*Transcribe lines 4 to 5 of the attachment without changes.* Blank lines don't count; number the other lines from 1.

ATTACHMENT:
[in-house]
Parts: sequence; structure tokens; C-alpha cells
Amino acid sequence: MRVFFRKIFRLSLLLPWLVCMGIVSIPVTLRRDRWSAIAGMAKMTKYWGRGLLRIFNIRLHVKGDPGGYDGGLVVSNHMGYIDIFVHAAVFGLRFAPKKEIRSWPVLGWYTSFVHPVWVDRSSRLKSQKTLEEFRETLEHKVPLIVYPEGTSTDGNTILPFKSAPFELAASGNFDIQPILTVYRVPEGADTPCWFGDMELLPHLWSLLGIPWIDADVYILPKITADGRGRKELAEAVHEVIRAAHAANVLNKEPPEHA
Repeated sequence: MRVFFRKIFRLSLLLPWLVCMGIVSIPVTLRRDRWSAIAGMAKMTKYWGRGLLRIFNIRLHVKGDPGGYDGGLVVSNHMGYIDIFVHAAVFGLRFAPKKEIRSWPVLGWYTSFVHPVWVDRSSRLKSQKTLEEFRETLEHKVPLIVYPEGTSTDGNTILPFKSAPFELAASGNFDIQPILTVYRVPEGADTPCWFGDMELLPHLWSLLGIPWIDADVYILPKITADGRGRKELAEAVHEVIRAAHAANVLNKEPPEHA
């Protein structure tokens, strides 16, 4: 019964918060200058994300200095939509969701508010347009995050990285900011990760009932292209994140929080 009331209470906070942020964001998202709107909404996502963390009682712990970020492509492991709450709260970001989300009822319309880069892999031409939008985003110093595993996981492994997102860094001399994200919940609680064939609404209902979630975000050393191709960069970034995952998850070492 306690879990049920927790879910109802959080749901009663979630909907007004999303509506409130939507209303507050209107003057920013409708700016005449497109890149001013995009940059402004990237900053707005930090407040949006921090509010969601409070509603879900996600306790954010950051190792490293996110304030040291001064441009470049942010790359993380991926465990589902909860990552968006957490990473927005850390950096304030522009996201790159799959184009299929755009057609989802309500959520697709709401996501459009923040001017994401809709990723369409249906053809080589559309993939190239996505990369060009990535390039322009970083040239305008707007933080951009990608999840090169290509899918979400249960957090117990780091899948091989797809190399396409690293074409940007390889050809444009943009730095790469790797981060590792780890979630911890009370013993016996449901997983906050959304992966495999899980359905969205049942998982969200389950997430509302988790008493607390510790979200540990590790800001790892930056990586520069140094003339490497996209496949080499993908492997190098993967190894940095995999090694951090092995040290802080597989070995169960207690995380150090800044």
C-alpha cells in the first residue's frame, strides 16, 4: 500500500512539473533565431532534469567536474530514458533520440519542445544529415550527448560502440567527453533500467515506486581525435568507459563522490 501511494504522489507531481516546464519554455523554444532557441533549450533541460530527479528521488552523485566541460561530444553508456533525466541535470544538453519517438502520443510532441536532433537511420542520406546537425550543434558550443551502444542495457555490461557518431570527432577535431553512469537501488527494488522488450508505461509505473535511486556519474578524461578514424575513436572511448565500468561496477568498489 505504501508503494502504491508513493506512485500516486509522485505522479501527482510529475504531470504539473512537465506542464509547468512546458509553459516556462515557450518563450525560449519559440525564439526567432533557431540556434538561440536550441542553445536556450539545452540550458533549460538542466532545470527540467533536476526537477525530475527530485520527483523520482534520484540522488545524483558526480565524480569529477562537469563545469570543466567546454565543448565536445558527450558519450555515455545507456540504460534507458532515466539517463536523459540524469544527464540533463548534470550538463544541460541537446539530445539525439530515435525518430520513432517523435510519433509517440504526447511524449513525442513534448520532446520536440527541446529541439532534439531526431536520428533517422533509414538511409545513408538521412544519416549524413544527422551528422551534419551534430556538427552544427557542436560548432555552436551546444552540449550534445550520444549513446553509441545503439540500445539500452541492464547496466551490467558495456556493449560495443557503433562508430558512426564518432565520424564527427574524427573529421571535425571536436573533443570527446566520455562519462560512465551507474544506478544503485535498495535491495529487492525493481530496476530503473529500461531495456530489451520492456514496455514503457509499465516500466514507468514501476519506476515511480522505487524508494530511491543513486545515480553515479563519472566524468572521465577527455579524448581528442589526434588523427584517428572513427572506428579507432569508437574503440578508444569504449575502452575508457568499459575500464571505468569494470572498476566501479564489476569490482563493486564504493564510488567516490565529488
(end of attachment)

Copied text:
Repeated sequence: MRVFFRKIFRLSLLLPWLVCMGIVSIPVTLRRDRWSAIAGMAKMTKYWGRGLLRIFNIRLHVKGDPGGYDGGLVVSNHMGYIDIFVHAAVFGLRFAPKKEIRSWPVLGWYTSFVHPVWVDRSSRLKSQKTLEEFRETLEHKVPLIVYPEGTSTDGNTILPFKSAPFELAASGNFDIQPILTVYRVPEGADTPCWFGDMELLPHLWSLLGIPWIDADVYILPKITADGRGRKELAEAVHEVIRAAHAANVLNKEPPEHA
């Protein structure tokens, strides 16, 4: 019964918060200058994300200095939509969701508010347009995050990285900011990760009932292209994140929080 009331209470906070942020964001998202709107909404996502963390009682712990970020492509492991709450709260970001989300009822319309880069892999031409939008985003110093595993996981492994997102860094001399994200919940609680064939609404209902979630975000050393191709960069970034995952998850070492 306690879990049920927790879910109802959080749901009663979630909907007004999303509506409130939507209303507050209107003057920013409708700016005449497109890149001013995009940059402004990237900053707005930090407040949006921090509010969601409070509603879900996600306790954010950051190792490293996110304030040291001064441009470049942010790359993380991926465990589902909860990552968006957490990473927005850390950096304030522009996201790159799959184009299929755009057609989802309500959520697709709401996501459009923040001017994401809709990723369409249906053809080589559309993939190239996505990369060009990535390039322009970083040239305008707007933080951009990608999840090169290509899918979400249960957090117990780091899948091989797809190399396409690293074409940007390889050809444009943009730095790469790797981060590792780890979630911890009370013993016996449901997983906050959304992966495999899980359905969205049942998982969200389950997430509302988790008493607390510790979200540990590790800001790892930056990586520069140094003339490497996209496949080499993908492997190098993967190894940095995999090694951090092995040290802080597989070995169960207690995380150090800044």